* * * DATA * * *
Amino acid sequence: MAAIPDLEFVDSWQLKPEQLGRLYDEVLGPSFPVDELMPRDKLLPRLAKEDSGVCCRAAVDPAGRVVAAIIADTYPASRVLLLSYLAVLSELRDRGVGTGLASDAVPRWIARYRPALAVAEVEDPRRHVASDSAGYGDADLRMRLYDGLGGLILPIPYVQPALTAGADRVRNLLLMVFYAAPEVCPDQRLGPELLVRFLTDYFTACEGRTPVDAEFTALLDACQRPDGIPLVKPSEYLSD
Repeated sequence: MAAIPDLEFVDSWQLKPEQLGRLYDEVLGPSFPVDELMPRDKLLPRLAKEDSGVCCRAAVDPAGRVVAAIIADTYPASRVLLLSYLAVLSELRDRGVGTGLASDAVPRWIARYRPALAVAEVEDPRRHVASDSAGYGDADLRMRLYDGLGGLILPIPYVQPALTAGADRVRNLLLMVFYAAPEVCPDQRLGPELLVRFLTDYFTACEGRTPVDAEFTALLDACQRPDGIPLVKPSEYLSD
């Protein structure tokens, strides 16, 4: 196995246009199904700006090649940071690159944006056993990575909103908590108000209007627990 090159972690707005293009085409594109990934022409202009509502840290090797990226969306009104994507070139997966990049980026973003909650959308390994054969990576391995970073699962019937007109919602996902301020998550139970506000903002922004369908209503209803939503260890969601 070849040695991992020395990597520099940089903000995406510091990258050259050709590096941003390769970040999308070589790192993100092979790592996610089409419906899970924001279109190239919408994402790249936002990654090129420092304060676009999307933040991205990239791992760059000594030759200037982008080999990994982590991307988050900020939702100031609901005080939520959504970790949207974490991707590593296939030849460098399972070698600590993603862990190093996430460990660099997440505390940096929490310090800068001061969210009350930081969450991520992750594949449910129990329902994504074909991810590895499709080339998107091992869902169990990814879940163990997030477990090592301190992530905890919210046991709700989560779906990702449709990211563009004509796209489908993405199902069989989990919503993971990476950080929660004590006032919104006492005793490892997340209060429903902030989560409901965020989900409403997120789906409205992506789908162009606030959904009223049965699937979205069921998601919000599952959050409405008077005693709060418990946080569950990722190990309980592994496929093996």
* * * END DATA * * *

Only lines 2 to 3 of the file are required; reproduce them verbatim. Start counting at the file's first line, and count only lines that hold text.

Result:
Repeated sequence: MAAIPDLEFVDSWQLKPEQLGRLYDEVLGPSFPVDELMPRDKLLPRLAKEDSGVCCRAAVDPAGRVVAAIIADTYPASRVLLLSYLAVLSELRDRGVGTGLASDAVPRWIARYRPALAVAEVEDPRRHVASDSAGYGDADLRMRLYDGLGGLILPIPYVQPALTAGADRVRNLLLMVFYAAPEVCPDQRLGPELLVRFLTDYFTACEGRTPVDAEFTALLDACQRPDGIPLVKPSEYLSD
């Protein structure tokens, strides 16, 4: 196995246009199904700006090649940071690159944006056993990575909103908590108000209007627990 090159972690707005293009085409594109990934022409202009509502840290090797990226969306009104994507070139997966990049980026973003909650959308390994054969990576391995970073699962019937007109919602996902301020998550139970506000903002922004369908209503209803939503260890969601 070849040695991992020395990597520099940089903000995406510091990258050259050709590096941003390769970040999308070589790192993100092979790592996610089409419906899970924001279109190239919408994402790249936002990654090129420092304060676009999307933040991205990239791992760059000594030759200037982008080999990994982590991307988050900020939702100031609901005080939520959504970790949207974490991707590593296939030849460098399972070698600590993603862990190093996430460990660099997440505390940096929490310090800068001061969210009350930081969450991520992750594949449910129990329902994504074909991810590895499709080339998107091992869902169990990814879940163990997030477990090592301190992530905890919210046991709700989560779906990702449709990211563009004509796209489908993405199902069989989990919503993971990476950080929660004590006032919104006492005793490892997340209060429903902030989560409901965020989900409403997120789906409205992506789908162009606030959904009223049965699937979205069921998601919000599952959050409405008077005693709060418990946080569950990722190990309980592994496929093996």